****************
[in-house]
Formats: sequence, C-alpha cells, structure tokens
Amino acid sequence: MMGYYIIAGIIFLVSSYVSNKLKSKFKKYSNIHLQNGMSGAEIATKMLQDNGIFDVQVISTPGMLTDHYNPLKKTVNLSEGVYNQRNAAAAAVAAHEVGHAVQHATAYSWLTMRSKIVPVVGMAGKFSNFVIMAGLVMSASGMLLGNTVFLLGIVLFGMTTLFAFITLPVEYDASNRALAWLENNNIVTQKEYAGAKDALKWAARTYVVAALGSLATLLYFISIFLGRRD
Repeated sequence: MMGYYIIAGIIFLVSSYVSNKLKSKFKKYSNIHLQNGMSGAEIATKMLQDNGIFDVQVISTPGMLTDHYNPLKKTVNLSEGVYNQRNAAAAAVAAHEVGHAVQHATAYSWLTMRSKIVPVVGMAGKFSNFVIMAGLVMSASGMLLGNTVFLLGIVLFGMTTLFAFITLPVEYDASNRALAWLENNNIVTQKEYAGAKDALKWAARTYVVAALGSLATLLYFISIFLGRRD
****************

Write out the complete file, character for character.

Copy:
[in-house]
Formats: sequence, C-alpha cells, structure tokens
Amino acid sequence: MMGYYIIAGIIFLVSSYVSNKLKSKFKKYSNIHLQNGMSGAEIATKMLQDNGIFDVQVISTPGMLTDHYNPLKKTVNLSEGVYNQRNAAAAAVAAHEVGHAVQHATAYSWLTMRSKIVPVVGMAGKFSNFVIMAGLVMSASGMLLGNTVFLLGIVLFGMTTLFAFITLPVEYDASNRALAWLENNNIVTQKEYAGAKDALKWAARTYVVAALGSLATLLYFISIFLGRRD
Repeated sequence: MMGYYIIAGIIFLVSSYVSNKLKSKFKKYSNIHLQNGMSGAEIATKMLQDNGIFDVQVISTPGMLTDHYNPLKKTVNLSEGVYNQRNAAAAAVAAHEVGHAVQHATAYSWLTMRSKIVPVVGMAGKFSNFVIMAGLVMSASGMLLGNTVFLLGIVLFGMTTLFAFITLPVEYDASNRALAWLENNNIVTQKEYAGAKDALKWAARTYVVAALGSLATLLYFISIFLGRRD